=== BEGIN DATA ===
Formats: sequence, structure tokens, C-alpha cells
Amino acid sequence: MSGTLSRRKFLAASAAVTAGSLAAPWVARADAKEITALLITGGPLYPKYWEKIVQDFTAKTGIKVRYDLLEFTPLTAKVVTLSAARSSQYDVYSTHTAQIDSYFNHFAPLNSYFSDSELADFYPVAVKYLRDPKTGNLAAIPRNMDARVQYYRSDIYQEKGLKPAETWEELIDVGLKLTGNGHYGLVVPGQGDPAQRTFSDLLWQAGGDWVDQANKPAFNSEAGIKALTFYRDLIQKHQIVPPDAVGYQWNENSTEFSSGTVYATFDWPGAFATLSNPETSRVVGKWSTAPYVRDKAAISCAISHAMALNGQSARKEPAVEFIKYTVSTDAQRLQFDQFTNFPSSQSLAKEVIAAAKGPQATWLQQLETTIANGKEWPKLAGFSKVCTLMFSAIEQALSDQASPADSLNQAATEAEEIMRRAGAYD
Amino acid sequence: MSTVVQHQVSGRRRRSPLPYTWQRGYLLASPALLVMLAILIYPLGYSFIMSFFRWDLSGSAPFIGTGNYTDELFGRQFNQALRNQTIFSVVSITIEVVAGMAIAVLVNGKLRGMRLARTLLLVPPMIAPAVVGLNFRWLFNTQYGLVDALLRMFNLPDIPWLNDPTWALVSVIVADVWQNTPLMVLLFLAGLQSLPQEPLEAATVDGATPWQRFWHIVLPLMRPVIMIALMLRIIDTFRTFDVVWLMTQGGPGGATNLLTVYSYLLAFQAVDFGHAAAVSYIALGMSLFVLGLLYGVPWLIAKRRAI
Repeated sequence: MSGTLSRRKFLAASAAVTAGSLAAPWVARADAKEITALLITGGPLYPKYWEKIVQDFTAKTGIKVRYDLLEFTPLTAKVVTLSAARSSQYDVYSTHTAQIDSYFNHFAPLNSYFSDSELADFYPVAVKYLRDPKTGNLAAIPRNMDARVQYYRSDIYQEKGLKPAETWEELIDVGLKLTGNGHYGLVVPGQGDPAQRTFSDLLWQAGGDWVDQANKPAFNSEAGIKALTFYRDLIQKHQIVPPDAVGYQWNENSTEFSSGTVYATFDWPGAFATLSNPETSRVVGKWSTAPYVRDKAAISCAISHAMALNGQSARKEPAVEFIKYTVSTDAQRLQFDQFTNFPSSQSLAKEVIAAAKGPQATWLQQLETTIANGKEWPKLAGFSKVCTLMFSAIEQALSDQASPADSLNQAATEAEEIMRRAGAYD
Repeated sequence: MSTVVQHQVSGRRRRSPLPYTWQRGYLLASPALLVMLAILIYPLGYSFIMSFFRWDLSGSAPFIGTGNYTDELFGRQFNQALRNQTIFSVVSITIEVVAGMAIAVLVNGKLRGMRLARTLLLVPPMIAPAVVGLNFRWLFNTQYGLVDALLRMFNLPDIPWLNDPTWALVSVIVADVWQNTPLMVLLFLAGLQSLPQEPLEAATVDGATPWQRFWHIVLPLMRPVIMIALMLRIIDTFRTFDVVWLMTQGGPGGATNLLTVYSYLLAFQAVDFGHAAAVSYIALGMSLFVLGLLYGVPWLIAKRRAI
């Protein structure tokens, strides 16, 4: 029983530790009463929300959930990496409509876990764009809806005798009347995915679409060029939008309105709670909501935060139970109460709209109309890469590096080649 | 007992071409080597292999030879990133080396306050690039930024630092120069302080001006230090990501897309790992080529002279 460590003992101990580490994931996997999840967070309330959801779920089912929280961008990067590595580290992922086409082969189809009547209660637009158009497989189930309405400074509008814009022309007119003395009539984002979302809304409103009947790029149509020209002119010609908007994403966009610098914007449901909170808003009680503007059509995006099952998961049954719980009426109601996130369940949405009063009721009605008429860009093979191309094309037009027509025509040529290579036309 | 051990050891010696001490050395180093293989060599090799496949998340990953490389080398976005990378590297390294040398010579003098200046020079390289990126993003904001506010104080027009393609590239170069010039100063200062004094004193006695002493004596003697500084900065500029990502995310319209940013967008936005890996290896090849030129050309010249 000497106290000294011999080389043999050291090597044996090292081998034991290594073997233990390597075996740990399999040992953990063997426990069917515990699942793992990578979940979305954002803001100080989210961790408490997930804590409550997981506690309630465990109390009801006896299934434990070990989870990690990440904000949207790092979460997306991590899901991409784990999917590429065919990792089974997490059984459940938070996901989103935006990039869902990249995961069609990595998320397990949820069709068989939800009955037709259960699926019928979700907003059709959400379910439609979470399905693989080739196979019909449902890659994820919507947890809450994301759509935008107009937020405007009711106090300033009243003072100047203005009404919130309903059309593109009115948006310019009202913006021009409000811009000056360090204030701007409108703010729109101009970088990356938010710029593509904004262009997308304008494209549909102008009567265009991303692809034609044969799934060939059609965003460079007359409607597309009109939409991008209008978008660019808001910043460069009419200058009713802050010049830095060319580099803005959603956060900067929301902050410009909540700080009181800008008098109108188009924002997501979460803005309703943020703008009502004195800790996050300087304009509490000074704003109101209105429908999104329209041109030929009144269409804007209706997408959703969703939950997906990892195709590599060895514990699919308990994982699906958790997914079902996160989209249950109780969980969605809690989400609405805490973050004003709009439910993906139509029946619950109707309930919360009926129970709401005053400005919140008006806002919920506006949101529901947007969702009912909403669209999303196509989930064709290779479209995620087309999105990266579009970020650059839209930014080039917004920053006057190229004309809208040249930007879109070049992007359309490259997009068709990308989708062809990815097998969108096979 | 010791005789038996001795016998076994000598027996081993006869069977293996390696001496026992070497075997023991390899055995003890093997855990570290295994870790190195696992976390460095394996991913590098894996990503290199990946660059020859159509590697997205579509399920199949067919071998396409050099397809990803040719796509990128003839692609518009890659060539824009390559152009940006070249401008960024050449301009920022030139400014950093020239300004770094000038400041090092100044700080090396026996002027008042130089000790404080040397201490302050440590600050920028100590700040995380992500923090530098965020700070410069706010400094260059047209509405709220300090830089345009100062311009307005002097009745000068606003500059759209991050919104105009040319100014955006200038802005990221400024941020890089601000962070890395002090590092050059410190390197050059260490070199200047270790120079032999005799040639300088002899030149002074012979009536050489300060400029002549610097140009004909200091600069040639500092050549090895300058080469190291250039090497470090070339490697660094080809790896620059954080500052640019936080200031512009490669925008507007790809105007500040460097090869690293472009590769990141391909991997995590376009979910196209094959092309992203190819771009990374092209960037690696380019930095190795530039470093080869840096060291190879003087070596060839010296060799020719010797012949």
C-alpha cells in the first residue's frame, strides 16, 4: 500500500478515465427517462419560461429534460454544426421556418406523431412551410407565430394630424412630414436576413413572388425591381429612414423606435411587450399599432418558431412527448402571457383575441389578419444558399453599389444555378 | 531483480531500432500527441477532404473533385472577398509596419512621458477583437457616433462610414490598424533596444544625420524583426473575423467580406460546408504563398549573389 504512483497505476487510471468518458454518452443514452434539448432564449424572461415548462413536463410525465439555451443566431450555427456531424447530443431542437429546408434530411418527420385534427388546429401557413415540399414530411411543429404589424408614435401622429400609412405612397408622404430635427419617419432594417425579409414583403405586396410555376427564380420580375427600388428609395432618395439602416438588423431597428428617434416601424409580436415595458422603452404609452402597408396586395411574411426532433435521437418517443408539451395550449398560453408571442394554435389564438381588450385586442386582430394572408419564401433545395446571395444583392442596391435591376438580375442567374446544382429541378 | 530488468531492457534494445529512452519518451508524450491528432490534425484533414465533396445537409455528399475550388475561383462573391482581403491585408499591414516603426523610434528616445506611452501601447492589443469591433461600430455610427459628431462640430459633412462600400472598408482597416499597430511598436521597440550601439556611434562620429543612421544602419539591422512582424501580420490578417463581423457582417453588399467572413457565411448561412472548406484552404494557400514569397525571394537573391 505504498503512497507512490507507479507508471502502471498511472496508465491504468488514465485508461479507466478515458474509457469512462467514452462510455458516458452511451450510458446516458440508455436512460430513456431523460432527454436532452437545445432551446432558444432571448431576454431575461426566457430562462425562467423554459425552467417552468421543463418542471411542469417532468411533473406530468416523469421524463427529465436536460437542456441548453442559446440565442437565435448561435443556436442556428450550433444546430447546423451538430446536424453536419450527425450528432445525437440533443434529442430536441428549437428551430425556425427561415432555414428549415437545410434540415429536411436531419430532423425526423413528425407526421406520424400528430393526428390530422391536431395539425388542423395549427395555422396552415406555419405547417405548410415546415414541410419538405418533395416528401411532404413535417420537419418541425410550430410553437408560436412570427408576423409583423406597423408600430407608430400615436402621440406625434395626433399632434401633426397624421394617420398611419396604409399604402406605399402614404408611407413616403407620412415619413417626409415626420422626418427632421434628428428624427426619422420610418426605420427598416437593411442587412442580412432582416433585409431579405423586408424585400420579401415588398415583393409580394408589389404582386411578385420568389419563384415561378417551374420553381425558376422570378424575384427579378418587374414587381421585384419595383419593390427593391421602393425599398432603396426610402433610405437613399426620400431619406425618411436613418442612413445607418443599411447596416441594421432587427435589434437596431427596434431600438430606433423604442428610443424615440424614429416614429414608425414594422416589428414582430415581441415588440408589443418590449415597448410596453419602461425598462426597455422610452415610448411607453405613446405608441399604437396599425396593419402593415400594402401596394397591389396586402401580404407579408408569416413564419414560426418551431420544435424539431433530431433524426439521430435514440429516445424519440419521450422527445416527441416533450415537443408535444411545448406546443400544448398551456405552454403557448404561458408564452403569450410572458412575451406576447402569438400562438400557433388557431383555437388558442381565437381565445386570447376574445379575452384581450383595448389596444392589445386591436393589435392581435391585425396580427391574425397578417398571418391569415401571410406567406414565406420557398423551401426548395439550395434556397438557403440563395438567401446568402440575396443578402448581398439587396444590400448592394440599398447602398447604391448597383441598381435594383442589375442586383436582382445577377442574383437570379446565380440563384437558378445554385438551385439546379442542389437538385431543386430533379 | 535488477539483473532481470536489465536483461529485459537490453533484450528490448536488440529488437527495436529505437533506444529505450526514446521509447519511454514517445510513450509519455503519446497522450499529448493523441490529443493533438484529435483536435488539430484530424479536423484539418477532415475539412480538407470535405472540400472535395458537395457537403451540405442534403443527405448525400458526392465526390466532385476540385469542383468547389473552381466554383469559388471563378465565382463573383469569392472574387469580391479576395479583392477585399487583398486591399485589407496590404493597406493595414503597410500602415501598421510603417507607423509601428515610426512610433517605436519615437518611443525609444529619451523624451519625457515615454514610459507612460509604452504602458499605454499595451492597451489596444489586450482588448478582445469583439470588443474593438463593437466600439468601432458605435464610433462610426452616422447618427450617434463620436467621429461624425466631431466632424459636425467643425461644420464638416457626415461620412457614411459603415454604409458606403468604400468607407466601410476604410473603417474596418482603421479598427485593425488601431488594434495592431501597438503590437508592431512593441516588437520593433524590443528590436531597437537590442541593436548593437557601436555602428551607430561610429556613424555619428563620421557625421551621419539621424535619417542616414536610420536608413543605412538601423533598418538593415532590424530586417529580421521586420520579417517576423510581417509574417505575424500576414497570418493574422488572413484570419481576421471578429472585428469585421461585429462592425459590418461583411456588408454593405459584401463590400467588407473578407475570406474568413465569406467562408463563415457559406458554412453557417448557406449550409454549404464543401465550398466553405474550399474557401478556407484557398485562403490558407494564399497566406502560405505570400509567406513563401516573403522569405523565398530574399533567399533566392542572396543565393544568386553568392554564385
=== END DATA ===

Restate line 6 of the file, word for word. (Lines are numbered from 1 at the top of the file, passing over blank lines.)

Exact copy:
């Protein structure tokens, strides 16, 4: 029983530790009463929300959930990496409509876990764009809806005798009347995915679409060029939008309105709670909501935060139970109460709209109309890469590096080649 | 007992071409080597292999030879990133080396306050690039930024630092120069302080001006230090990501897309790992080529002279 460590003992101990580490994931996997999840967070309330959801779920089912929280961008990067590595580290992922086409082969189809009547209660637009158009497989189930309405400074509008814009022309007119003395009539984002979302809304409103009947790029149509020209002119010609908007994403966009610098914007449901909170808003009680503007059509995006099952998961049954719980009426109601996130369940949405009063009721009605008429860009093979191309094309037009027509025509040529290579036309 | 051990050891010696001490050395180093293989060599090799496949998340990953490389080398976005990378590297390294040398010579003098200046020079390289990126993003904001506010104080027009393609590239170069010039100063200062004094004193006695002493004596003697500084900065500029990502995310319209940013967008936005890996290896090849030129050309010249 000497106290000294011999080389043999050291090597044996090292081998034991290594073997233990390597075996740990399999040992953990063997426990069917515990699942793992990578979940979305954002803001100080989210961790408490997930804590409550997981506690309630465990109390009801006896299934434990070990989870990690990440904000949207790092979460997306991590899901991409784990999917590429065919990792089974997490059984459940938070996901989103935006990039869902990249995961069609990595998320397990949820069709068989939800009955037709259960699926019928979700907003059709959400379910439609979470399905693989080739196979019909449902890659994820919507947890809450994301759509935008107009937020405007009711106090300033009243003072100047203005009404919130309903059309593109009115948006310019009202913006021009409000811009000056360090204030701007409108703010729109101009970088990356938010710029593509904004262009997308304008494209549909102008009567265009991303692809034609044969799934060939059609965003460079007359409607597309009109939409991008209008978008660019808001910043460069009419200058009713802050010049830095060319580099803005959603956060900067929301902050410009909540700080009181800008008098109108188009924002997501979460803005309703943020703008009502004195800790996050300087304009509490000074704003109101209105429908999104329209041109030929009144269409804007209706997408959703969703939950997906990892195709590599060895514990699919308990994982699906958790997914079902996160989209249950109780969980969605809690989400609405805490973050004003709009439910993906139509029946619950109707309930919360009926129970709401005053400005919140008006806002919920506006949101529901947007969702009912909403669209999303196509989930064709290779479209995620087309999105990266579009970020650059839209930014080039917004920053006057190229004309809208040249930007879109070049992007359309490259997009068709990308989708062809990815097998969108096979 | 010791005789038996001795016998076994000598027996081993006869069977293996390696001496026992070497075997023991390899055995003890093997855990570290295994870790190195696992976390460095394996991913590098894996990503290199990946660059020859159509590697997205579509399920199949067919071998396409050099397809990803040719796509990128003839692609518009890659060539824009390559152009940006070249401008960024050449301009920022030139400014950093020239300004770094000038400041090092100044700080090396026996002027008042130089000790404080040397201490302050440590600050920028100590700040995380992500923090530098965020700070410069706010400094260059047209509405709220300090830089345009100062311009307005002097009745000068606003500059759209991050919104105009040319100014955006200038802005990221400024941020890089601000962070890395002090590092050059410190390197050059260490070199200047270790120079032999005799040639300088002899030149002074012979009536050489300060400029002549610097140009004909200091600069040639500092050549090895300058080469190291250039090497470090070339490697660094080809790896620059954080500052640019936080200031512009490669925008507007790809105007500040460097090869690293472009590769990141391909991997995590376009979910196209094959092309992203190819771009990374092209960037690696380019930095190795530039470093080869840096060291190879003087070596060839010296060799020719010797012949």